Rosner’s exquisite, heart-rending debut novel is proof that there’s always going to be room for another story about World War II ... This is an absolutely beautiful and necessary novel, full of heartbreak but also hope, about the bond between mother and daughter, and the sacrifices made for love.
In Shira and Róza, Rosner captures two souls in turmoil, chronicling their grief as well as their strength of will to overcome, their longings and even surprising triumphs. Through the language of music and memory, Rosner thoughtfully composes a life for Róza and Shira that is safe and beautiful until it is shattered ... The Yellow Bird Sings keeps your heart in your throat, your eyes pricked with tears. Rosner excels at illustrating the nostalgic pull of a certain melody, a scrap of blanket, the smell of a loved one, a recipe with eggs. When their shelter is threatened, Róza and Shira must fly, as birds do, with only the bond of their hearts to connect them ... The little light that shines in this terrible darkness—the precious little hope that anchors Róza’s and Shira’s souls—is very bright.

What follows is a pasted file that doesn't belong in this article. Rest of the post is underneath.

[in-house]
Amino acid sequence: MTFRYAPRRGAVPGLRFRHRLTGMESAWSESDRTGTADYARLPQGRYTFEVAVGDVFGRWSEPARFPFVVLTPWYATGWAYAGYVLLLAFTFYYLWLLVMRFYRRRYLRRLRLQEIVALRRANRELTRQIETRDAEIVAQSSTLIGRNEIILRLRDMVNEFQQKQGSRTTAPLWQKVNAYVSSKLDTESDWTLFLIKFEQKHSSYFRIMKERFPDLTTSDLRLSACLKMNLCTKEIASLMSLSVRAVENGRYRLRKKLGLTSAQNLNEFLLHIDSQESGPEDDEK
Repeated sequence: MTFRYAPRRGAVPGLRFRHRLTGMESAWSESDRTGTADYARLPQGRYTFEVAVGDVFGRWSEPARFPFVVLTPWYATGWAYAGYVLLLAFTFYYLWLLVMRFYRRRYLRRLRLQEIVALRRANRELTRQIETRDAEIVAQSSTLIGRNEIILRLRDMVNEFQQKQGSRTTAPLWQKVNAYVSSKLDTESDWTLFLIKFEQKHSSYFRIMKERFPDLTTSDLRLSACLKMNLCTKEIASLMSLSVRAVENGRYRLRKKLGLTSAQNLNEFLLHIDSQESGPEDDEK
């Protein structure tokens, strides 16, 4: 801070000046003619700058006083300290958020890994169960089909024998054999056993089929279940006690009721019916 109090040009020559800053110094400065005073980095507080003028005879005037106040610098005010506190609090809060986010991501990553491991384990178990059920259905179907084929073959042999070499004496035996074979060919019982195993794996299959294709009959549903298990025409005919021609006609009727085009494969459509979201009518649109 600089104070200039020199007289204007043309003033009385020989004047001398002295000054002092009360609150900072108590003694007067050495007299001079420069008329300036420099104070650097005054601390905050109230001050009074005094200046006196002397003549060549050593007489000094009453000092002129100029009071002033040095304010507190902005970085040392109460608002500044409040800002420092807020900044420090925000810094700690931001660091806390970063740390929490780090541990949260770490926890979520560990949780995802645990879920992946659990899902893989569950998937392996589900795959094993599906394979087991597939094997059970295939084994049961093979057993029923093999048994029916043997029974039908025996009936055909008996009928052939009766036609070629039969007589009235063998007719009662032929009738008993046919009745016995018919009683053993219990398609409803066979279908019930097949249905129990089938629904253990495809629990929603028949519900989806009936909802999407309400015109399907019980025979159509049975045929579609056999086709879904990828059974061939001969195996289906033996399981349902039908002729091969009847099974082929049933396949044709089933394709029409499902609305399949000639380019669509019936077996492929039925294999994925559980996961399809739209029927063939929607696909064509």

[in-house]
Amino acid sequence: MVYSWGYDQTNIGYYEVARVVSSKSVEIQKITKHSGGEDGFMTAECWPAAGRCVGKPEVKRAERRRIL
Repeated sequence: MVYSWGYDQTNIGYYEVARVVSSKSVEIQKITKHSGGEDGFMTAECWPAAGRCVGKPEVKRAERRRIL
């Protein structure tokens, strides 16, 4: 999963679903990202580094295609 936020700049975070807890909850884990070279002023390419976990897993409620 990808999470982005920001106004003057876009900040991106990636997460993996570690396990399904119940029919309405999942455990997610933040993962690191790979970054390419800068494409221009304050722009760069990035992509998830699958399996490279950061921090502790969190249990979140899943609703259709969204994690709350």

... profoundly moving ... a beautiful and deeply resonant depiction of the enduring, eternal connection between parent and child. Through unforgettable characters and a gripping, multi-layered plot, Rosner shows how both silence and music can become symbols of hope and survival ... Rosner has a keen ability to elicit heart-wrenching emotion through her simple yet luminescent writing. With vivid, descriptive prose that provides insight into both Shira's and her mother's desperation, the author gives readers a sense of physically being in the barn with the two. Despite the World War II setting, Róza's terror, guilt and shame--palpable on the page--become universally recognizable to anyone who has ever felt responsible for a child ... Rosner honors that truth through this exquisite tale, one that demonstrates how words and song have a timeless power to keep loved ones connected and their voices alive through generations.